Dog’s Mouths Are Cleaner Than Human Mouths. Here’s Why.
I know that it seems crazy to think that your dog’s mouth is cleaner than your own. But do you know why? Humans have bacteria in their mouth and on their teeth (and on their tongues and gums). These bacteria play an important role in helping us process food and fight infections. Dogs, on the other hand, have bacteria in their mouths and on their teeth but they do not have a system in their mouth that allows them to process food or fight infections. Humans, as well as our dog counterparts, have bacteria in our mouths and on our teeth. The bacteria that live in our bodies have made us who we are today.
Do Dogs Have Cleaner Mouths Than Their Owners?
When we were little, our parents would brush our teeth and put toothpaste on our brush. Our parents would tell us to spit the toothpaste out into the sink because it was too harsh. When we were little, our parents would tell us to spit out the toothpaste because it was too harsh. Photo Credit We would gulp down the toothpaste, and we didn’t care if we spit it out into the sink because we were a baby! Now, when we get older and become parents ourselves, we get worried about how to brush our children’s teeth. The simple answer to this dilemma is not that you cannot take the time to brush your child’s teeth, but you should remember that the toothpaste your child will use is not strong enough to kill bacteria.
Can You Get Sick From the Bacteria in Your Dog’s Mouth?
You might be surprised to find out that humans are actually pretty vulnerable to a number of diseases. And some of those diseases can be spread from dog to human. There are several diseases that can be contracted from your dog’s mouth and teeth. One such disease is Borrelia Burgdorferi, or Lyme disease. When you are bitten by a tick carrying Borrelia Burgdorferi bacteria, the bacteria get into your body through a tick’s bite. As it travels through your blood stream, it can go from your bite site to other parts of your body. When it gets into your central nervous system (the part of your brain that controls your muscle movement) it causes Lyme disease. The bacteria also can get into your lymphatic system, causing swollen joints and arthritis.
How Important is a Dog’s Oral Hygiene?
In some ways, the cleanliness of our mouths is a direct reflection of our overall health. If our mouths are filthy, then we’re likely to have disease-causing microbes on our teeth, too. And if our mouths are good to go, then our overall health is strong, too. Just like their human counterparts, dogs should clean their teeth at least twice a day. So after brushing their teeth and giving them a tongue bath, a dog should also be cleaning their mouth (or water dish) with a damp or dry towel. This will get rid of any dirt and bacteria, including any plaque and bacteria, that they may have accumulated in their mouth. Furthermore, if their mouth becomes red from eating whatever they are eating, this can also be an indicator that their teeth need to be cleaned.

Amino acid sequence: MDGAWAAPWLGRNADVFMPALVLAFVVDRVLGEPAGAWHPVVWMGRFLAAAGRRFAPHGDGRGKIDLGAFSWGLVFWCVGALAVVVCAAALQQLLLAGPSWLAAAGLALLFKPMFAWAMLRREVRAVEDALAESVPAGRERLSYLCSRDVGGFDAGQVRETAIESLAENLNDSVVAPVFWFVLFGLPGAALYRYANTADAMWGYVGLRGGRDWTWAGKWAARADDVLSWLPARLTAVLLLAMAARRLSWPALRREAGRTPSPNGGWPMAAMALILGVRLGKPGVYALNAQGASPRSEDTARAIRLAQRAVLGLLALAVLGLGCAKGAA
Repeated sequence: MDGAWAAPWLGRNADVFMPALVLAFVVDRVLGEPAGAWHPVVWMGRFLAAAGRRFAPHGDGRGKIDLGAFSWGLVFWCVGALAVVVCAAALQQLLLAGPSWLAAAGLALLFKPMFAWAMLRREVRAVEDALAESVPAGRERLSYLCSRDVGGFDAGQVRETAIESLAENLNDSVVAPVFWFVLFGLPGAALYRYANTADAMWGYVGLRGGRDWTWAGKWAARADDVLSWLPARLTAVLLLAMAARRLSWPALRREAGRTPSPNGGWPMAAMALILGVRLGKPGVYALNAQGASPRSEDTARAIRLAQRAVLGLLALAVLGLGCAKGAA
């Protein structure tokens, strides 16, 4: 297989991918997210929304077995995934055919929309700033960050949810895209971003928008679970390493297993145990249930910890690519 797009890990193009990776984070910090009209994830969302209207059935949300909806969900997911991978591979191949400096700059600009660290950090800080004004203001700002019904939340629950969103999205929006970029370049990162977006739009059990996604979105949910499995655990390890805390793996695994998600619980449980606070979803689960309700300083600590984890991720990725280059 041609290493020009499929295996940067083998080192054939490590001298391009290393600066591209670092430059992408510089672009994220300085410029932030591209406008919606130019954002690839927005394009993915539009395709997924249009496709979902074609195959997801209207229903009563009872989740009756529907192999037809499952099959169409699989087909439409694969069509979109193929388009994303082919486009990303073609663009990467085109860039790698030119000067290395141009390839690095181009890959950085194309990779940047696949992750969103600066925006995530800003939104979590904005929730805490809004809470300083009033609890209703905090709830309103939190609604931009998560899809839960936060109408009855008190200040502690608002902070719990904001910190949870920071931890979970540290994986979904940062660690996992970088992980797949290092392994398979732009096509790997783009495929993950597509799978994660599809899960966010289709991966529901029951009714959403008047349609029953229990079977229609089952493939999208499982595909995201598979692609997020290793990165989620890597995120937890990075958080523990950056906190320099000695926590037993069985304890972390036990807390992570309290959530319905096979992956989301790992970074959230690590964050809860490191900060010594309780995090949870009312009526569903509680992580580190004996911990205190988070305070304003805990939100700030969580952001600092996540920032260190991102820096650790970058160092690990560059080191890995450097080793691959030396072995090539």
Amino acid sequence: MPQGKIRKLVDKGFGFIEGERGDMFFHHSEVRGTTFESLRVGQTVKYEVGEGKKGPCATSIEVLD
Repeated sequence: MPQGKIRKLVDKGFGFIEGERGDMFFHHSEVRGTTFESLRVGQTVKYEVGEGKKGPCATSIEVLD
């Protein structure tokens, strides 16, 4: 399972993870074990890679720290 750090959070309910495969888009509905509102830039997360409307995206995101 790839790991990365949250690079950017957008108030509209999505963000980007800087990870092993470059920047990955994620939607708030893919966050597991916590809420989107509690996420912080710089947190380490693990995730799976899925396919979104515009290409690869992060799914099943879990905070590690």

Brushing Your Dog’s Teeth
Dog’s saliva is packed full of potentially dangerous bacteria and can get into a person’s mouth. This can cause bad breath, if not treated, and infections in the mouth and gums. Brushing your dog’s teeth with a pet toothbrush helps to reduce the bacteria in their mouth and on their teeth. You can try: A furry rubber scrubber The plastic toothbrush with a flexible plastic handle. The hard nylon brush A stainless steel pet toothbrush. Dogs love to chew their own toys and clothing so it is important to keep them away from a non-biodegradable toy toothbrush. Keep them away from the human one too! How to Brushing a Dog’s Teeth For quick brushing, bend the rubber scrubber so that it forms a U-shape when opened. Put the rubber scrubber back into the plastic pet toothbrush.
Dog Dental Chews and Rinses
Dogs don’t have teeth and are unable to develop them as we can. But dogs have great bacteria in their mouths and on their teeth that contribute to oral health. Dogs’ saliva is very good at cleaning these bacteria and neutralizing their attack on tooth enamel. So what if we could give our dog’s teeth and mouths the same cleaning benefits that we have. This is why I started Thinking Saliva and co-founded Thinking Saliva Dog Saliva by Pet. The idea behind our product is to help make dog toothpaste products more palatable. Last year we received a co-marketing and funding grant from the Pet Food Manufacturers Association. After analyzing our business model and testing, the APPA awarded Thinking Saliva an additional $5,000 to develop new products.
Are Dog Mouths Cleaner Than Human Mouths?
Well, are dog mouths cleaner than human mouths? Or are dog mouths basically as clean as human mouths? Or are dog mouths actually less bacteria-filled than human mouths? In my own personal experience, I can tell you that it depends. If your dog has a high-quality human toothbrush, and if you give it a good brushing every single day, you can clean out all of the bacteria in your dog’s mouth. If you neglect to brush your dog’s mouth for weeks, the bacteria in his mouth builds up and he has a foul-smelling breath. This means he may be more likely to get sick. On the flip side, if your dog hasn’t been given a good tooth brushing in a long time (or if he has recently been swimming) he may have a worse breath.